SWBAT use their understanding of linear functions to model a piecewise scenario.

We can also use linear regression to model a piecewise function.

15 minutes

When students enter the room, I play the following clip: Mario Star. A per our routine for these lessons, I ask students to write down any questions they have (individually). When I see that the writing has slowed, I ask students to turn-and-talk to share their ideas and questions.

For the class discussion, I ask them "what do you think we will count in this video?" Depending on the response that I hear, I might drill a bit more:

- Did the coin counter change at all in this video?
- What type of graph, table or equation would we get if we were counting coins?
- Aside from coins, what else could we look at?
- What two things changed in this video?
- If we sketched a graph comparing Mario's time versus his Lives, what would it look like?
- Was Mario always gaining lives?
- Were there moments when Mario's lives weren't changing? What would that look like on a graph?
- Can we graph this scenario with just one line?

My goal is to build consensus around the idea that we are dealing with a scenario that can be modeled with several straight lines, as opposed to one.

20 minutes

Once we agree that the problem can be modeled with several different lines, I will give my students a variety of snapshots to sort. I print them out like a deck of photo cards and I ask the class to identify times when Mario is *transitioning* from not gaining lives to gaining lives.

For example, this shot shows the starting number of lives Mario has, a critical piece of information for their investigation:

Screen Shot 2014-04-20 at 9.49.20 AM.png

Students spend the next segment of the class sorting the cards, setting up a reasonable graph of time versus lives, and then drawing appropriate lines of best fit. I ask them to write equations for each line they draw.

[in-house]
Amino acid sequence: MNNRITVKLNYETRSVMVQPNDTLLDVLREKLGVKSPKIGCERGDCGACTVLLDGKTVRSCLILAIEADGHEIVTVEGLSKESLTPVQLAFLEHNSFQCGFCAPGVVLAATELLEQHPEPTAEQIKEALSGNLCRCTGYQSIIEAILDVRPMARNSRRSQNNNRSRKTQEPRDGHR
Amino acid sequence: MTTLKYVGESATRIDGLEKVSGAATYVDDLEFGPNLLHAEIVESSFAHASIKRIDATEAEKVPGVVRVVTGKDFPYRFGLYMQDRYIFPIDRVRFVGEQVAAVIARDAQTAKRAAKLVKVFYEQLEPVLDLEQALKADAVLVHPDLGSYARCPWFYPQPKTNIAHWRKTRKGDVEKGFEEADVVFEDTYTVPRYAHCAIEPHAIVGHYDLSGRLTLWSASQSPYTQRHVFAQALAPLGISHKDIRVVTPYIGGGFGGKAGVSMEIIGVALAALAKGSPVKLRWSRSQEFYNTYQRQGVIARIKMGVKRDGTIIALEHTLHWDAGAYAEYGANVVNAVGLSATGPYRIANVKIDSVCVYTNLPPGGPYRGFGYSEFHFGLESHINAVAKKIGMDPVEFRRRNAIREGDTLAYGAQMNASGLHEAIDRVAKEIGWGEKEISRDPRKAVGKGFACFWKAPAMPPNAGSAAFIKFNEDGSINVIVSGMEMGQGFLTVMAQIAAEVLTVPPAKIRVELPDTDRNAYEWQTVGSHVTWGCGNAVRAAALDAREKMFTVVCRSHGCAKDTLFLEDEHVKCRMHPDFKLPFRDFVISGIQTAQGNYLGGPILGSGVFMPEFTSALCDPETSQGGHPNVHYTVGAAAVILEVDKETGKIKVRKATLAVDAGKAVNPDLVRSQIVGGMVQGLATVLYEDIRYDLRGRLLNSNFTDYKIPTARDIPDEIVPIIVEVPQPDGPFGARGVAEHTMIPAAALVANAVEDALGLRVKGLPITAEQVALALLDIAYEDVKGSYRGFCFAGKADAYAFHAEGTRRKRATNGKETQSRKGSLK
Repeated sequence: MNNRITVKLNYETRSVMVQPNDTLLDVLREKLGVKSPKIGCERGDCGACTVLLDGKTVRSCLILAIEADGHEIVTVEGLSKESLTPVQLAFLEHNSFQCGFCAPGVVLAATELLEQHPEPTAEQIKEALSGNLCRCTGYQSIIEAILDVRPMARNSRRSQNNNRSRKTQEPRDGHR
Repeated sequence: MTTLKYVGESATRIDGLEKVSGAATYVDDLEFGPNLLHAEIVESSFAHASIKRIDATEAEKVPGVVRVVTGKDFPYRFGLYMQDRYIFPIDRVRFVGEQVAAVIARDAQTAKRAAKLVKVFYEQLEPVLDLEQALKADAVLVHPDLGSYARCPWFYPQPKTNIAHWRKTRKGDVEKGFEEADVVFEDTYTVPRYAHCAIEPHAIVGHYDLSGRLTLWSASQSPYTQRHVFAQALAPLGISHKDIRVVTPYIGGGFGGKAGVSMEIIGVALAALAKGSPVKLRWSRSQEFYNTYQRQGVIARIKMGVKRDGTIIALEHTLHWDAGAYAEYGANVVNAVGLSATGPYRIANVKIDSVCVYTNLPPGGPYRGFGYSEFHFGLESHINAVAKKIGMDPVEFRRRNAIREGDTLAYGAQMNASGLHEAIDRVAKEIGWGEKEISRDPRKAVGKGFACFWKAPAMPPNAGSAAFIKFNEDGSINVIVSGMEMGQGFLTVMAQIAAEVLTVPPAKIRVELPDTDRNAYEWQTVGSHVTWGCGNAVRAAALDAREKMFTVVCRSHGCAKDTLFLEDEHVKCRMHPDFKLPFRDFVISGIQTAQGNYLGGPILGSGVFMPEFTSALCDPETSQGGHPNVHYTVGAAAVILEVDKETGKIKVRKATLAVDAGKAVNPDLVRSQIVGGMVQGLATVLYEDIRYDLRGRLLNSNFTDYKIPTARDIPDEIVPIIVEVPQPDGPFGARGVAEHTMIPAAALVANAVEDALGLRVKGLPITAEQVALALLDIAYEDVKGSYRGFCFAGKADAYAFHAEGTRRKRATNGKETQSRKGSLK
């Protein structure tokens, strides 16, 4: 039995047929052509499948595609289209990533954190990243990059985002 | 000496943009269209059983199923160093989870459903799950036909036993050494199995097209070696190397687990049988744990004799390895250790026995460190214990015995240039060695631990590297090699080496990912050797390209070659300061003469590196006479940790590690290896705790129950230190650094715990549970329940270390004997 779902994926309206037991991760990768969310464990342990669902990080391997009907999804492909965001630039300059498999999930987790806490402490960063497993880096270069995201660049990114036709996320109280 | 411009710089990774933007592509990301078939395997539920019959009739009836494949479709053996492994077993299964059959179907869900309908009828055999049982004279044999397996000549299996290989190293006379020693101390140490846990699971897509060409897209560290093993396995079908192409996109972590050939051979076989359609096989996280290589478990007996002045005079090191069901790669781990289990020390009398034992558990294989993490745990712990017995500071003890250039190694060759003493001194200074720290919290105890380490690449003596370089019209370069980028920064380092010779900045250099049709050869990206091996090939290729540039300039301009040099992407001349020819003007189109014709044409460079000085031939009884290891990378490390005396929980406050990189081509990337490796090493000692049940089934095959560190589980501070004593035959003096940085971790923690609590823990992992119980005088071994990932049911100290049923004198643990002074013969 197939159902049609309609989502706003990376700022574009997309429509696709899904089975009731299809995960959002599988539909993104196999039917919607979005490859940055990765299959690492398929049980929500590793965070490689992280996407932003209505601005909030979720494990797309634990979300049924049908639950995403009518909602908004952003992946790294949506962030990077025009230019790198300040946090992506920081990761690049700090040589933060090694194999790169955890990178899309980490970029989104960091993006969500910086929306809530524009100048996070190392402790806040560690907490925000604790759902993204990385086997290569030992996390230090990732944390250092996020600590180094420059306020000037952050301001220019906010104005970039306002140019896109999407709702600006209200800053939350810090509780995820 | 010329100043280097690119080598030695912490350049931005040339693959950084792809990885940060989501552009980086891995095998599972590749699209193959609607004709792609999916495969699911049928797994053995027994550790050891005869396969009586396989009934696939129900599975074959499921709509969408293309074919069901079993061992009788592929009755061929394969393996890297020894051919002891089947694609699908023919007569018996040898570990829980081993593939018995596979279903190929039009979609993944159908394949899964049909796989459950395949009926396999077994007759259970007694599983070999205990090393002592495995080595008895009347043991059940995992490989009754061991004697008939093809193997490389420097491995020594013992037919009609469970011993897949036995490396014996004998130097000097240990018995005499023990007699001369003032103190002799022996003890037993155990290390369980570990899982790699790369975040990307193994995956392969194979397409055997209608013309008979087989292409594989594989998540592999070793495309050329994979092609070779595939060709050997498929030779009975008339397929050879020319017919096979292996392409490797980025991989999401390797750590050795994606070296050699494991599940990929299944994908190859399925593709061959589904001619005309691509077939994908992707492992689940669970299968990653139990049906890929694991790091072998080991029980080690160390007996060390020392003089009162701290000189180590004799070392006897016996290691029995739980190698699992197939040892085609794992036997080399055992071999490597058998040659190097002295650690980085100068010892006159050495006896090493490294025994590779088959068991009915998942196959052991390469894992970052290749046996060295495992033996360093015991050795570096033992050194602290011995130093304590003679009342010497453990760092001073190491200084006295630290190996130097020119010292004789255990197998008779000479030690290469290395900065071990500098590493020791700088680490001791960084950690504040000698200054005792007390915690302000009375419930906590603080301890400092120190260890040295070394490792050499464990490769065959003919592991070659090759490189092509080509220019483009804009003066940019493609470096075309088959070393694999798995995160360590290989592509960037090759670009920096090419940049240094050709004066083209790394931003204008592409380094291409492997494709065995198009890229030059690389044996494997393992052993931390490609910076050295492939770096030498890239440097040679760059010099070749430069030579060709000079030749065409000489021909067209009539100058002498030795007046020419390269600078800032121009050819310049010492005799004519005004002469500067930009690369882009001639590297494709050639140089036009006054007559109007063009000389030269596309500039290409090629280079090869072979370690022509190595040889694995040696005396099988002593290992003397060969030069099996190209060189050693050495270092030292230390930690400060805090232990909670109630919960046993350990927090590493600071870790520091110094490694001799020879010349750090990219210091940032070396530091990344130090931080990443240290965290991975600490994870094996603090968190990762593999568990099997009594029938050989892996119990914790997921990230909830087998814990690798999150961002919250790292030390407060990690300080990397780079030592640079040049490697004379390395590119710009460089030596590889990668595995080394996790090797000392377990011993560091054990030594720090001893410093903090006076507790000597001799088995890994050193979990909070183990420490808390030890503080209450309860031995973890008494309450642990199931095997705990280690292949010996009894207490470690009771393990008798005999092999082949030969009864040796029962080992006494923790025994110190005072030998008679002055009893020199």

25 minutes

To launch the summary conversation, I play the following video, which shows an estimated graph of Mario's progress: Mario with grid.mp4

To make this graph, I simply used key time stamps, like at 0 seconds we *know *he had 161 coins and then at about 6 seconds we *know* he started to gain lives until he dies at 14.7 seconds and then starts over.

By connecting the key points between 6 and 14.7 seconds, we get an average rate or slope at which he gains lives per second.

However, there are many time frames not represented. So I ask students to write some of the other time life points on sticky notes. We then plot these notes on top of the grid image in the video. This helps students see that our piecewise graph is really a scatter plot with several linear functions to model its behavior.

I also use this summary as an opportunity to review how to write the equation of a line and to help students realize that this piecewise function is made from 5 lines and to see which are parallel and why. My goal is to help students to explain their observations in the context of the problem. For example, "the line at the start and the end have a slope of 0 since Mario isn't collecting any coins over the passing time." Likewise, "the lines with a positive slope are the same because Mario gains lives at an equal rate." Although the rate at which Mario gains lives may not be perfectly equal (especially since we have established in early lessons that the rotation of the coins along with Mario's varying speed can really change the function), but I want students associate the slope with the context of this problem and articulate the meaning of the linear functions in terms of the Mario and the lives he is gaining.